CUSHING, Okla. — “A friend of mine introduced me to cocaine and everything just blew up from there,” said Geoff, a recovering addict.
Whether the addiction takes off with illegal drugs like Geoff or prescribed medicine for Tara…
“That helped with the pain but that probably also pushed me over into becoming addicted to the pain medication I was prescribed,” Tara said.
Alcohol is the most commonly abused substance. Whatever they chose in the past, these former substance abusers now agree on one thing.
“It’s a scary dark place to go,” Scott, a recovering alcoholic and meth user admitted.
Years of drinking, drugs and broken promises cost Scott his job, his wife, and even his family for a time.
“I hurt them,” Scott shared with a grimace of pain. “I took away their peace of mind and their dreams for me.”
Their journey to recovery started with one critical step: admitting they were powerless.
“It’s embarrassing,” Kay, a former alcohol and prescription medication user, shared, “because you’re admitting that you have a problem and you need help.”
They turned to Valley Hope of Cushing, where the 12-step program is part of the intensive residential and outpatient behavioral therapy programs.
Here, they learned addiction is a disease.
“I think that sometimes people struggle with the disease concept because of the behavioral implications that addiction and alcoholism can have,” said Dana Kerney, Senior Vice President, Valley Hope Addiction Treatment Recovery. “However, we know that science points to the disease model and that’s the philosophy of our treatment.”
“We think that it is one of the most successful recovery programs out there,” said Chaplain Brandon Pemberton, a member of the Chaplains team at Valley Hope of Cushing. He says they work to encourage recovering substance users to find their serenity through therapy, 12-step program service, and faith if desired.
In addition, the team of physicians, nurses, psychologists, counselors, and chaplains work together to meet the physical, mental, social, and spiritual needs of each person by offering a full continuum of care:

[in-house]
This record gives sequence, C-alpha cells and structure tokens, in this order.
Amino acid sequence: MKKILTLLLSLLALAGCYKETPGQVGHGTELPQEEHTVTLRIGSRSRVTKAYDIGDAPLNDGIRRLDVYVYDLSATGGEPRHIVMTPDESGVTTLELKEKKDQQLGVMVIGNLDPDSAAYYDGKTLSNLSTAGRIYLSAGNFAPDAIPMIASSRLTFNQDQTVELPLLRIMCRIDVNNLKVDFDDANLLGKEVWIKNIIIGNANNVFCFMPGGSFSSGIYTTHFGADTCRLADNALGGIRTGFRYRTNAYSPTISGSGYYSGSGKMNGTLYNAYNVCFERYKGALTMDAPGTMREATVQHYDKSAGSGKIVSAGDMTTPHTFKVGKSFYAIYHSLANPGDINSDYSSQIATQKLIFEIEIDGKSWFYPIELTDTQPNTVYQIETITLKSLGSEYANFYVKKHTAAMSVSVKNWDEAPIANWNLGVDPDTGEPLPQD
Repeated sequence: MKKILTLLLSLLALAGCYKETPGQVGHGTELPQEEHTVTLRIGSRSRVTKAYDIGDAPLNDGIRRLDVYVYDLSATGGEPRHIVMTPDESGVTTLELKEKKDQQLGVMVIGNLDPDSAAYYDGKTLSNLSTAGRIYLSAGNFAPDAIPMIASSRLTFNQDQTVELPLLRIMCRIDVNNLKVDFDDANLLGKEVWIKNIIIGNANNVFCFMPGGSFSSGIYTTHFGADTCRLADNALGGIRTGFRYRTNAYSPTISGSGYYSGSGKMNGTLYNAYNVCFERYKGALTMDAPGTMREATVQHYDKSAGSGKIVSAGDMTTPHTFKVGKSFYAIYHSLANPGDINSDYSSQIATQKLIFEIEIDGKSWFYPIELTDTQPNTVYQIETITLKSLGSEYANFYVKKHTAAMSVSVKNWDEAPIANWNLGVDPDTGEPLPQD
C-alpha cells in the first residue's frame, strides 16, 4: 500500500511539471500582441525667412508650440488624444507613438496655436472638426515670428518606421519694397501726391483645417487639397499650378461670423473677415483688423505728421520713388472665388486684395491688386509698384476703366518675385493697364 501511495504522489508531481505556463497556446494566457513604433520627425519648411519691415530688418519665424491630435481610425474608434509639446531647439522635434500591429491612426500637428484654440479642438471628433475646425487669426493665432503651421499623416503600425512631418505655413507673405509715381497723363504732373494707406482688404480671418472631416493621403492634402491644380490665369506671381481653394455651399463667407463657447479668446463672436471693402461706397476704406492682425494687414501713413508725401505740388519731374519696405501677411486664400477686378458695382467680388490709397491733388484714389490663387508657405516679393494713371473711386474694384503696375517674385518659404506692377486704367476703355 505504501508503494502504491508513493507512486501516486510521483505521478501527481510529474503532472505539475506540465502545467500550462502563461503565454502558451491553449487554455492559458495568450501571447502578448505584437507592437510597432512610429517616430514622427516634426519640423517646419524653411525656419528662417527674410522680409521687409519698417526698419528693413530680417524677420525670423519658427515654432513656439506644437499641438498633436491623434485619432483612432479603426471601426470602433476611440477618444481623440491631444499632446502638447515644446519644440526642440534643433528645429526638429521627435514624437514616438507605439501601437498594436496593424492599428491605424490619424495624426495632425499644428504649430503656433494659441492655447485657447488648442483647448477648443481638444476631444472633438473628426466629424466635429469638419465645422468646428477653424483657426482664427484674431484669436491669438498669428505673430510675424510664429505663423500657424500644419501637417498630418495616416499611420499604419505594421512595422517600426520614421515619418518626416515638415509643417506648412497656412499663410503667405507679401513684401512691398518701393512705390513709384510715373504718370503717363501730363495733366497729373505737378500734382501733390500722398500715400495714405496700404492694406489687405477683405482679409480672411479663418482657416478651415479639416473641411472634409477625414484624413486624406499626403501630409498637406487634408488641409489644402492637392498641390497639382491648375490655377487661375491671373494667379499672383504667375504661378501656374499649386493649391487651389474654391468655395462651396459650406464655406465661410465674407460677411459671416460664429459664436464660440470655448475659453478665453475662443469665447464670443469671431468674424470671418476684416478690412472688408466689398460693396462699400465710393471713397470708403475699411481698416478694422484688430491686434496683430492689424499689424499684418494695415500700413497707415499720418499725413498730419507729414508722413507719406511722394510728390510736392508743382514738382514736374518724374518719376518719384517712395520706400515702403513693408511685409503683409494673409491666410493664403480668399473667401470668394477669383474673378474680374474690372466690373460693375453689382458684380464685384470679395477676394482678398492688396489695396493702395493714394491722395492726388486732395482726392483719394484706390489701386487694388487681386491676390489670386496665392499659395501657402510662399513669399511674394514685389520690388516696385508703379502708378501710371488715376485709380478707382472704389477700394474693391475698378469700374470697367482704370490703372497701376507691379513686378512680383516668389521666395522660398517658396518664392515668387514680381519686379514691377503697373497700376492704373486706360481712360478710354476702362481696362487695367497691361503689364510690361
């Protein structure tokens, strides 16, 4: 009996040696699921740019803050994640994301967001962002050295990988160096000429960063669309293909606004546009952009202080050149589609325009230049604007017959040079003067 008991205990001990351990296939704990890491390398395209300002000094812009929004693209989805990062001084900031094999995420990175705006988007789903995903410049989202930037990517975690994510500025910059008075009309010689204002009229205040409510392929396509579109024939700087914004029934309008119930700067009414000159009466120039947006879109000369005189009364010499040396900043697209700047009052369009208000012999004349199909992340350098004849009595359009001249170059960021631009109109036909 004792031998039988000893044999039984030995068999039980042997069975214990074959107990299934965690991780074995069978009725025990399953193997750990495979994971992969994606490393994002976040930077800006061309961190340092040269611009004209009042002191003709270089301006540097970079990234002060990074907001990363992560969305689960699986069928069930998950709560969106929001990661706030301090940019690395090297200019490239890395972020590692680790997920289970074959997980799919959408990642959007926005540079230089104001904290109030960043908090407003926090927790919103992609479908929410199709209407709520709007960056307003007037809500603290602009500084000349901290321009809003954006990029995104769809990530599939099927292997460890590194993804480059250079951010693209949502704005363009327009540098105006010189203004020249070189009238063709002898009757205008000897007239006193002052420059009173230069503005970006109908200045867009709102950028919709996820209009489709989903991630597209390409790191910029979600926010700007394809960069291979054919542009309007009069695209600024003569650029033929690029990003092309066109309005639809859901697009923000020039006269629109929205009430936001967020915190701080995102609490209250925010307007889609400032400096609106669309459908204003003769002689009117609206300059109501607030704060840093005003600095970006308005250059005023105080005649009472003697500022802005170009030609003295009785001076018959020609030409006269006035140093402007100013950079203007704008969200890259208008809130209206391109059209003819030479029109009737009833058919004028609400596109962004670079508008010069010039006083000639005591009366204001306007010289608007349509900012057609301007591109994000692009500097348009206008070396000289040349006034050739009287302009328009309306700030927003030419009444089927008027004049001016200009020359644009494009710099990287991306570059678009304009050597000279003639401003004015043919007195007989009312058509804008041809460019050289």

“Helping them to realize their worth and value, I think, is one of the things that help upfront,” Chaplain Pemberton said. “That no matter what they have done, they are still somebody who is worth recovery and they are accepted and they are loved.”
Whatever their faith or beliefs, patients find new friends in the fellow patients they meet onsite during group therapy and activities. Many keep in touch years after their stay at Valley Hope.
“It’s pretty tough to go to an AA meeting and not find Valley hope alumni,” Geoff said, smiling. “So, I think that’s really cool, and the staff really, really cares.”
And while the recovery program is based on anonymity, Geoff, Scott, Tara, and Kay wanted to help others by sharing their success.
“Hopefully, someone else will hear my story, hear my experience and go, ‘Hey, I can relate to what she is saying,” Tara added.
She became addicted to prescription pain medication after a back injury and surgery.
When he met 2 News Anchor Karen Larsen at Valley Hope for this interview, Scott visited the small chapel on campus where he ‘hit my knees real quick and thanked God for the opportunity to help someone today.”
Following the Alcoholics Anonymous 12-step program philosophy, they live their recovery “One day at a time.”
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